8. squeaky.stow

    EDM 830 OAT error

    Thanks so much all for some great feedback. I will try them in order of easiest to hardest. 1) Check the ground 2) Disconnect OAT and see what happens. This one may cause issues with the %HP display, but I already know that is wrong due to the high OAT readout. Worth a try. Don't know why that one never occurred to me! 3) Check the wiring pins are not reversed. That one is high on the suspect list for me after hearing that Stephen had similar symptoms. 4) Move the probe to under the wing. 3&4 will have to wait until the annual. 5) Talk to JPI about logic board. On a more general "engine management" topic, what kind of variations in CHT should I normally expect to see if I am stabilized in level cruise with no changes in power settings or OAT? I am seeing CHT fluctuate between 340 and 380 over a period of 10-15 minutes, which seems like a lot to me if everything else is staying the same. Cheers, Mark
  9. squeaky.stow

    EDM 830 OAT error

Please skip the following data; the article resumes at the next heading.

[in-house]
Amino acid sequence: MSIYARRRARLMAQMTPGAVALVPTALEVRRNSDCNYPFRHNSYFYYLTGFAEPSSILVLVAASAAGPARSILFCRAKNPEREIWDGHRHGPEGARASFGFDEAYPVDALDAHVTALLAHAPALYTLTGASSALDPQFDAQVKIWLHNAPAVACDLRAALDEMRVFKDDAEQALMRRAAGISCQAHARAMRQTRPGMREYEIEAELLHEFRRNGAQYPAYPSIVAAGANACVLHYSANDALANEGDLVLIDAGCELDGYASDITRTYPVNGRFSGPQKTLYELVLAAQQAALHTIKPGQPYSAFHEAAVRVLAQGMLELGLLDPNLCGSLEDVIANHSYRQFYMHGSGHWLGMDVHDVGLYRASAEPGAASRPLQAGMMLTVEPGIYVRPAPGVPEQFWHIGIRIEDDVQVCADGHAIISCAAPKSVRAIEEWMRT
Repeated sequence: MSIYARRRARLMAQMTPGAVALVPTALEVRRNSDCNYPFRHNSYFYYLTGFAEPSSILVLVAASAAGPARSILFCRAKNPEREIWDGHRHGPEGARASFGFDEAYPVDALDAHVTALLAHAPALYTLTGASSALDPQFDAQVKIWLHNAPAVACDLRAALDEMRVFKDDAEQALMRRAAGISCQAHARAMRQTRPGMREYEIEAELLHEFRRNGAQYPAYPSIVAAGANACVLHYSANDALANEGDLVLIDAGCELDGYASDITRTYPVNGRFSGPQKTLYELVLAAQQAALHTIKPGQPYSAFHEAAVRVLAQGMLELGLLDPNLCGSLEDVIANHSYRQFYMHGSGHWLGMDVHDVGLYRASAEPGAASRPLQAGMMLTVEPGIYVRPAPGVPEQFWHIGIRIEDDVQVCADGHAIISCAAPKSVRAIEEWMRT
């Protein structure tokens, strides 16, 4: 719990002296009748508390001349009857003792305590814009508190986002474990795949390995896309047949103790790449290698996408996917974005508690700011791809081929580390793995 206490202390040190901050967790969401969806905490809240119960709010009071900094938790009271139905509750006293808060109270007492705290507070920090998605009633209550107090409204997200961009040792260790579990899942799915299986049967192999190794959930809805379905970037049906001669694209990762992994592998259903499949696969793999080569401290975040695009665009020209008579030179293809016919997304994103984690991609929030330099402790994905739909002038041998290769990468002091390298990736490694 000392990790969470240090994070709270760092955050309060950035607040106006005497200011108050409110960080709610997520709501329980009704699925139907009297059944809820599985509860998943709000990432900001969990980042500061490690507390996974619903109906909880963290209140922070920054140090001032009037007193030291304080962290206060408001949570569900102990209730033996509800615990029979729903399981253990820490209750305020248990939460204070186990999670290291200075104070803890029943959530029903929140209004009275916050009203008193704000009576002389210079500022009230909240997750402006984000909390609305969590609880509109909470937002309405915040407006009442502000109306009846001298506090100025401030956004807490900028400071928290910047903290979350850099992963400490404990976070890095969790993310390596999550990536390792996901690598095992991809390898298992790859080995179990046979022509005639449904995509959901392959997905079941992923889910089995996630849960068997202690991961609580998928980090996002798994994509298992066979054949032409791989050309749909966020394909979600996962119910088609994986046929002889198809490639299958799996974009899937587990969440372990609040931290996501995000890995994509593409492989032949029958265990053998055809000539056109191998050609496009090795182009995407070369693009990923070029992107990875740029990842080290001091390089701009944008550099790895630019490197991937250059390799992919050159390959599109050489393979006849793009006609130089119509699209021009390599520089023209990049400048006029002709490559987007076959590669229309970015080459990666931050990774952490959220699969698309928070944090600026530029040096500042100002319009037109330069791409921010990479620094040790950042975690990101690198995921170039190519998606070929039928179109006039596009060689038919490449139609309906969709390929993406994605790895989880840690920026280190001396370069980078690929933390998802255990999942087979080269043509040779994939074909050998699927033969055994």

My OAT readout on my EDM 830 has been unreliable since I bought my 252 last year, but I am now getting enough long flights to get a handle on what it is doing. OAT always matches the analog gauge and the Aspen OAT values at startup, but once level in cruise it starts climbing. I typically see temperatures indicating 30C to 40C higher than the real OAT by the time it peaks about an hour into the flight. Now here is the strange part. As the OAT on the EDM climbs, my oil temp and cylinder head temps on the EDM climb with it. Meanwhile my analog OAT, cylinder head temp and oil temp gauges stay rock steady. On my last flight, over four hours at FL180, the real OAT was steady at -5C as predicted by FDs and verified by the Aspen OAT. During this time the analog CHT was at the bottom of the green and the oil temp was in the lower half of the gauge. An hour into cruise, my OAT on the 830 started climbing and the CHTs and Oil Temp on the 830 started climbing in lockstep. OAT rose to about 43C and my engine temps rose by about the same amount,( or would have, if I hadn't opened the cowl flaps. I am doubting whether I am getting accurate cylinder head and oil temperatures from my EDM but I don't want to ignore them so I find myself gradually opening more cowl flap as the flight goes on, trying to keep my cylinders under 380. All through this, the analog gauges never budged. Sometimes the OAT will drop back down by 20-30C for 10-15 minutes and as it does, my CHTs and OT drop as well. None of this is reflected in the analog gauges. I downloaded some good examples of this behaviour from the 830 and sent it to EDM tech support to ask what was going on. When you graph it, you can clearly see that when the OAT starts going wonky, the CHTs and OT go right along with it at exactly the same time. I got a rather dismissive answer that my OAT probe was too close to the engine exhaust (which would not explain the CHT and OT changes) so I provided a picture of my probe location. It is in the NACA vent inlet for the cabin air, just ahead of the door. When I open the vent, that inlet air is definitely not even remotely warm at FL180, so I find it hard to believe that is the problem. They promised to ask their engineering folks to review my data but I have heard nothing in two months. So here are my questions. For those of you with EDM 830s, have you ever seen this? Any ideas? Where do you have your OAT probe mounted? Is there any simple way to validate the accuracy of the CHT and OT probes? I know the OAT is out of whack, but why does it always start out exactly the same as the other OAT sources only to go crazy in cruise? Is it normal for CHTs to fluctuate in level cruise and steady power setting when the OAT is constant? Puzzled and frustrated. Mark